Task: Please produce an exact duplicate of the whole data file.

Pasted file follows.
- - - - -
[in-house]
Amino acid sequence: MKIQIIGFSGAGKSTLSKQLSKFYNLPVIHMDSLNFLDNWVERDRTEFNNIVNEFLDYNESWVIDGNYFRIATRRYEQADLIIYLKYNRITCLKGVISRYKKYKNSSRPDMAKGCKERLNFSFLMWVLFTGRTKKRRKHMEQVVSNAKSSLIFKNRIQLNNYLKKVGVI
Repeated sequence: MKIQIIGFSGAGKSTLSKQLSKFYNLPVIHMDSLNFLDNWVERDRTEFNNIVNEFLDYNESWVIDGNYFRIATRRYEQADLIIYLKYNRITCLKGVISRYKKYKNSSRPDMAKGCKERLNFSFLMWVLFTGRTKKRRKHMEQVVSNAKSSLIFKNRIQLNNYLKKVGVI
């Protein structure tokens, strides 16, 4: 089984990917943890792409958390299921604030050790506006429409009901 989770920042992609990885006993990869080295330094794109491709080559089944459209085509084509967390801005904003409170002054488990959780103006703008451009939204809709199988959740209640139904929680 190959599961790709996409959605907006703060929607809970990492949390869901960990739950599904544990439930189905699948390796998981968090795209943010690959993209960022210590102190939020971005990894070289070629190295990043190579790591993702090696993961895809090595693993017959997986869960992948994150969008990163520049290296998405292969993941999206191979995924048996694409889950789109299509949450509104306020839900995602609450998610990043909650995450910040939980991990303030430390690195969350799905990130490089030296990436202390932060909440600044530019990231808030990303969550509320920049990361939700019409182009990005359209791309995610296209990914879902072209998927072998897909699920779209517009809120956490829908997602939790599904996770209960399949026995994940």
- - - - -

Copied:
[in-house]
Amino acid sequence: MKIQIIGFSGAGKSTLSKQLSKFYNLPVIHMDSLNFLDNWVERDRTEFNNIVNEFLDYNESWVIDGNYFRIATRRYEQADLIIYLKYNRITCLKGVISRYKKYKNSSRPDMAKGCKERLNFSFLMWVLFTGRTKKRRKHMEQVVSNAKSSLIFKNRIQLNNYLKKVGVI
Repeated sequence: MKIQIIGFSGAGKSTLSKQLSKFYNLPVIHMDSLNFLDNWVERDRTEFNNIVNEFLDYNESWVIDGNYFRIATRRYEQADLIIYLKYNRITCLKGVISRYKKYKNSSRPDMAKGCKERLNFSFLMWVLFTGRTKKRRKHMEQVVSNAKSSLIFKNRIQLNNYLKKVGVI
């Protein structure tokens, strides 16, 4: 089984990917943890792409958390299921604030050790506006429409009901 989770920042992609990885006993990869080295330094794109491709080559089944459209085509084509967390801005904003409170002054488990959780103006703008451009939204809709199988959740209640139904929680 190959599961790709996409959605907006703060929607809970990492949390869901960990739950599904544990439930189905699948390796998981968090795209943010690959993209960022210590102190939020971005990894070289070629190295990043190579790591993702090696993961895809090595693993017959997986869960992948994150969008990163520049290296998405292969993941999206191979995924048996694409889950789109299509949450509104306020839900995602609450998610990043909650995450910040939980991990303030430390690195969350799905990130490089030296990436202390932060909440600044530019990231808030990303969550509320920049990361939700019409182009990005359209791309995610296209990914879902072209998927072998897909699920779209517009809120956490829908997602939790599904996770209960399949026995994940």